Our Sheriff of Many Talents approaches Rachel to let her know that her Mysterious Wealthy Benefactor, railroad baron Clinton Maddox, has died. He then reveals that Maddox hired him to protect Rachel from More Very Bad Things, and now that he's dead, his last testament will do it for him. Clinton Maddox bequeathed to Rachel half of all the shares in the town's mine and the "Spur" (a 73-mile-long stretch of railroad that connects Denver to Reidsville) - if she marries Wyatt Cooper, Sheriff of Many Talents, One of Which is Protecting Ladies. If she doesn't say "I do," all that swag goes to Maddox's dastardly grandson Foster, the same man who forced Rachel to flee Sacramento.
Foster Maddox is a Villain with a capital V, and Rachel knows he'd be too busy Stalking and Harassing Innocent Ladies to keep the Spur open - and if the Spur goes, so will the town's connection to the outside commercial world of Denver, turning Reidsville into a ghost town. Very reluctantly, she agrees to marry Wyatt, but it will be a legal marriage only and must be kept secret.
And we all know how well that works in romance novels.
The main reason I didn't engage with this story as much as other Goodman novels is that for whatever reason, I couldn't get invested in the struggles of Lawman's wordy-yet-opaque protagonists, Wyatt and Rachel. Jo Goodman's romances are traditionally very slow-paced, with lots of dialogue and normally, these elements make her novels slow, sumptuous treats. When her characters are unrealistic or unapproachable, Goodman's book becomes a slog.
Such is the case here. We have two intensely private characters who guard their secrets like pirate treasure - including from the reader. Rachel does it because she's on the run (although, for a Jo Goodman heroine, her backstory is surprisingly light), and Wyatt keeps all his cards close to the vest because it allows him to better observe people. The thing is, they spend so much time hiding and obscuring who they are and exchanging endlessly evasive banter that doesn't reveal anything about themselves, that I never really felt like I was getting to know them. Even their trademark Goodman dialogue (oh WOW so much dialogue) seemed coy and gimmicky - these are definitely people who prefer to talk around, rather than about, their problems. Because of that, I felt distant from them and from their romance.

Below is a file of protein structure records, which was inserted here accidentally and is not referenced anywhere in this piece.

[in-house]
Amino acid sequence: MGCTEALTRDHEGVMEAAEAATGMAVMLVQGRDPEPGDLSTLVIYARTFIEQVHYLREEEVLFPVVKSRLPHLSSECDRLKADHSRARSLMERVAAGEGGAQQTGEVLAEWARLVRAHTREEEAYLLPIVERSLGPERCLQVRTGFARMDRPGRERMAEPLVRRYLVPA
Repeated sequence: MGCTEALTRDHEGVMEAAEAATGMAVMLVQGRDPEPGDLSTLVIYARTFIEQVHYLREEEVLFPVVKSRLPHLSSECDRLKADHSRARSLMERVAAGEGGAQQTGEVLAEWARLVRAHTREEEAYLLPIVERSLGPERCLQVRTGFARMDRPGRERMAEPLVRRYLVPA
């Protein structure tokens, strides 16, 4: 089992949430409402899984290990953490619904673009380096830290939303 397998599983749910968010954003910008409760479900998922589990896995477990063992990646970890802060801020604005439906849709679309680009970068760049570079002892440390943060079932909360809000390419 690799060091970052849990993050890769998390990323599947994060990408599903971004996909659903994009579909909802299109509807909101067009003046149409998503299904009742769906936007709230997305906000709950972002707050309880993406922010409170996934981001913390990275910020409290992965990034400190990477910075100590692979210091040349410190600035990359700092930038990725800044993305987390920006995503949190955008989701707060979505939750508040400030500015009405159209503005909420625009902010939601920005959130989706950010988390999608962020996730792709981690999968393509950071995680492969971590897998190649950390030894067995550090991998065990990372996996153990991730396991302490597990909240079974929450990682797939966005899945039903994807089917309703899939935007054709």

There are some good points. Jo Goodman has a deft hand with the well-developed settings - in this case, perhaps too developed. Did I need to learn that much about gold mining and railroad politics? I did not. The scenes where Wyatt solves crimes and performs his duties as sheriff are electric (including the best scene in the novel, were Wyatt unwittingly walks into a crime in progress and discreetly backs out and arranges for backup and firepower before the criminals realize they've been made).
As it is, that's all lovely frosting on a cake that's nothing special. Never Love a Lawman has a great setting, some good action scenes, and lots of dialogue, but without extraordinary characters to empathize with, what's the point?